Retching on his own effluence, Grylls might have struggled to imagine that, just a few years later, he would have another show, Running Wild, where he would escort some of the world’s most famous people – including an incumbent president – through wilderness adventures. But Running Wild, which aired originally on NBC before moving to National Geographic in 2019, turned Grylls into the world’s preeminent expeditioner. The first episode, in 2014, featured Grylls and Hollywood heartthrob Zac Efron on a journey through the Catskills, and by the end of the first series (which roped in A-listers like Ben Stiller and Channing Tatum) it was a certified hit. And then, at the end of the show’s second series, president Barack Obama took a break from, you know, leading the “free world” to join Grylls on a hike across the Alaskan wilderness.

“There were times along the route I had to pinch myself and think, actually, this is the president of America,” he told reporters as the show aired. Obama, who appeared on a number of hit shows, doing Carpool Karaoke with James Corden, slow jamming the news with Jimmy Fallon, and eating noodles in Hanoi with Anthony Bourdain, was continuing a tradition that stretches back to Richard Nixon appearing on Laugh-In. In the twilight days of his administration, he was taking more pop cultural risks, and that included eating grizzly-mauled salmon with Grylls. “I’ve seen some of the things Bear eats,” Obama told the camera crew. “The fact that we ate something recognisable was encouraging.”

Obama and Grylls in the wild
Obama and Grylls in the wild (NBC)

During his downtime, between gallivanting with Brie Larson in the Pearl Islands or Roger Federer in the Swiss Alps, Grylls’ homelife is divided between a farmhouse in Wiltshire and a private island off the Welsh coast. While some celebrities might wait for fame and fortune before acquiring their own island, Grylls bought Saint Tudwal’s Island West, a 650m-long outpost in Tremadog Bay, back in 2001. “No, you can’t order a Deliveroo,” he told The Guardian, “but there’s a very good pizza place on the mainland.” There is mercifully little room in Grylls’ diet for fancy fare like pizza, however. “Steak every night,” he told Theroux when the documentarian visited his island. “Twice a day.” He subsequently told The Telegraph that he was “embarrassed” to have previously advocated for veganism.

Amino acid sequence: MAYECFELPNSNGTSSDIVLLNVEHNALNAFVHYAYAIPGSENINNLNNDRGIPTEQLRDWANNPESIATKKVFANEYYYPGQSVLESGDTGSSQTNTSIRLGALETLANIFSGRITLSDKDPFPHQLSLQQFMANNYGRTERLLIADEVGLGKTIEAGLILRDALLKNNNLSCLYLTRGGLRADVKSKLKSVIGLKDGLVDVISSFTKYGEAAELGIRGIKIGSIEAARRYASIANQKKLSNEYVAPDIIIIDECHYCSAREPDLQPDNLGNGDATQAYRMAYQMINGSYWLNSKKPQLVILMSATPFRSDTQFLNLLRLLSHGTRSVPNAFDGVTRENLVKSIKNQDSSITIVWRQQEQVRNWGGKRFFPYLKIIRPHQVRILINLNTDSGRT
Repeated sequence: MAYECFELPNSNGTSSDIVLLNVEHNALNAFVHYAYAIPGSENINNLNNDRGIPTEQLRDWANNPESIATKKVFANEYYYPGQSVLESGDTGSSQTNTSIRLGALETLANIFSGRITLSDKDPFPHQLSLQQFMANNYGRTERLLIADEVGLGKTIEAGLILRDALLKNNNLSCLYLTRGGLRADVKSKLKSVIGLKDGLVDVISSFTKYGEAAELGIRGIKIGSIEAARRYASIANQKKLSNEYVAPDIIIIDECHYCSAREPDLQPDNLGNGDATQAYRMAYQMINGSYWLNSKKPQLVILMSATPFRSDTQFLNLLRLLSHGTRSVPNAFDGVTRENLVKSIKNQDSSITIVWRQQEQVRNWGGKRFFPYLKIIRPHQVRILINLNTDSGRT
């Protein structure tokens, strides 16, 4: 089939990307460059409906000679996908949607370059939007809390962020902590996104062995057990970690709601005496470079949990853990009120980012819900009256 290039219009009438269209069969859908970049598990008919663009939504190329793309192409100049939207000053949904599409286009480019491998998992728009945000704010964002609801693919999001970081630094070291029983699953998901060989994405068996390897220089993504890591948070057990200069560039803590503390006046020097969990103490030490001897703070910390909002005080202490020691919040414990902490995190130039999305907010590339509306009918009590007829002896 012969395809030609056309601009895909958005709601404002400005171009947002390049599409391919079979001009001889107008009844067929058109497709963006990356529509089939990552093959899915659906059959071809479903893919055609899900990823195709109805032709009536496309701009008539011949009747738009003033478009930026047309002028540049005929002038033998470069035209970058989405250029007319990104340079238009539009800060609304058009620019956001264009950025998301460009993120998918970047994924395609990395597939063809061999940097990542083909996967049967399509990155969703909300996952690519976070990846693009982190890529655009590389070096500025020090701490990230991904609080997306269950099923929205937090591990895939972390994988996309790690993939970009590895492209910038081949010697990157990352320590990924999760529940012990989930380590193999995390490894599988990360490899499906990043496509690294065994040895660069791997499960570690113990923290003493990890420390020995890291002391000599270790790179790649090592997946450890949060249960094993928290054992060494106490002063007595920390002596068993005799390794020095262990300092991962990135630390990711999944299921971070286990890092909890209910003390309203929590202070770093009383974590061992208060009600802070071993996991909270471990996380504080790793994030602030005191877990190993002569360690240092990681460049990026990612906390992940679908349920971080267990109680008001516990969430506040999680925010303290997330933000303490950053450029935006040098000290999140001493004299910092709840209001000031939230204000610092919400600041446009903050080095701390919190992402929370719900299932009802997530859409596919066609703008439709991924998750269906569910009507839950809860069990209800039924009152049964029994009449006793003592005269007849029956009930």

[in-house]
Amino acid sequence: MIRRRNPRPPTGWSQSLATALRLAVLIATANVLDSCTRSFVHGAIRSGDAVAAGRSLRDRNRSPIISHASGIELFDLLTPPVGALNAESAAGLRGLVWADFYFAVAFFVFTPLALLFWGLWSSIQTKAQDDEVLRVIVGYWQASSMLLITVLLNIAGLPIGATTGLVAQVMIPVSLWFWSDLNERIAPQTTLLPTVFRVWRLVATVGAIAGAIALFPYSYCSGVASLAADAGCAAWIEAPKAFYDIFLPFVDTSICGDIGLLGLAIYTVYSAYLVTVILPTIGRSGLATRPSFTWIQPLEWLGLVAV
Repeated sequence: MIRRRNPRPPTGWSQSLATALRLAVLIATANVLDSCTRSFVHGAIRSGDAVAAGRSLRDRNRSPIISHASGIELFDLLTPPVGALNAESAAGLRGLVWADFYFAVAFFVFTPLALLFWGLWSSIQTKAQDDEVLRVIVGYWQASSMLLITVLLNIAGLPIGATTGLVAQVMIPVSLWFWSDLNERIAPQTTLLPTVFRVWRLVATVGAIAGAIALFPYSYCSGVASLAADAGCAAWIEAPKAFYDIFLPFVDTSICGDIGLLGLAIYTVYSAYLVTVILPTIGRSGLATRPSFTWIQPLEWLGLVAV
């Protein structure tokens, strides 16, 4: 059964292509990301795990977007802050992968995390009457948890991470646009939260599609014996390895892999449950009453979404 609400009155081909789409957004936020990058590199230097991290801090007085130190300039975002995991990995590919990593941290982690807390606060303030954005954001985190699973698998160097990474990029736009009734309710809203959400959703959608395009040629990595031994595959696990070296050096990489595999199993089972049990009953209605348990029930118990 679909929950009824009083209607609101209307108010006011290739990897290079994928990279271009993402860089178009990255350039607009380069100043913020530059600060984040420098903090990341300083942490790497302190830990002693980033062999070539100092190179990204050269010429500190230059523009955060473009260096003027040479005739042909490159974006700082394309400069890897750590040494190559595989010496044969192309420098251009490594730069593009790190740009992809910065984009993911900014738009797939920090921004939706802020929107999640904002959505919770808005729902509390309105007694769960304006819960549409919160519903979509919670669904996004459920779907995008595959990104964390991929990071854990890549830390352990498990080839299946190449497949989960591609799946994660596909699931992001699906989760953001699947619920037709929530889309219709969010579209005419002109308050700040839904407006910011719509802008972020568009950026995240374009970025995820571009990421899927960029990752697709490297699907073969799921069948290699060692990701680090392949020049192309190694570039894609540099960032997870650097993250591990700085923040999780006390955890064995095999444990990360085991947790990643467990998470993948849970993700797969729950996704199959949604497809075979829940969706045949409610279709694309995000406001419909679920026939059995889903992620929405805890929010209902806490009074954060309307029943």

Saint Tudwal’s is a wild, inhospitable place, with little more than a cottage for shelter. And it’s not just the elements against him: when Grylls temporarily erected a slide into the sea, back in 2013, he was censured by the council and asked to remove it. He lives there with his wife, Shara, and their eclectically named children: Marmaduke, Huckleberry and Jesse. Each morning and evening, Grylls admits to whispering his mantra – “never give up” – in the ears of his boys. His eldest, Jesse, was involved in a controversial incident in 2015 when Grylls abandoned the 11-year-old on the island during a training exercise with the RNLI. “In hindsight the child should not have been on the rocks,” a spokesperson for the coastguard said, but Grylls hit back, as is so often the case with men under fire, in the pages of The Times. “When we try to strip our kids’ world of risk, we do them a gross disservice,” he wrote.

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Grylls’ journey through charismatic Anglicanism climaxed, in 2023, when he was baptised in the Jordan River

Through all this, Grylls’ Christian faith has remained central. “I was always the least religious person growing up,” he told the Diary of a CEO podcast in 2022. “As a kid I had a really natural faith… It’s been a life journey to unwind all of that and realise that actually the little me had it right.” This journey from an atavistic faith to a more organised understanding of religion was aided by the Alpha course, an evangelical immersion programme also recently attended by Brand, originating in west London, which became extremely popular during the 1990s. Its developer, Nicky Gumbel, is an Old Etonian, like Grylls. “He reminds me of Tony Blair,” the journalist Jon Ronson wrote of Gumbel, in 2000, when he was investigating the Alpha course.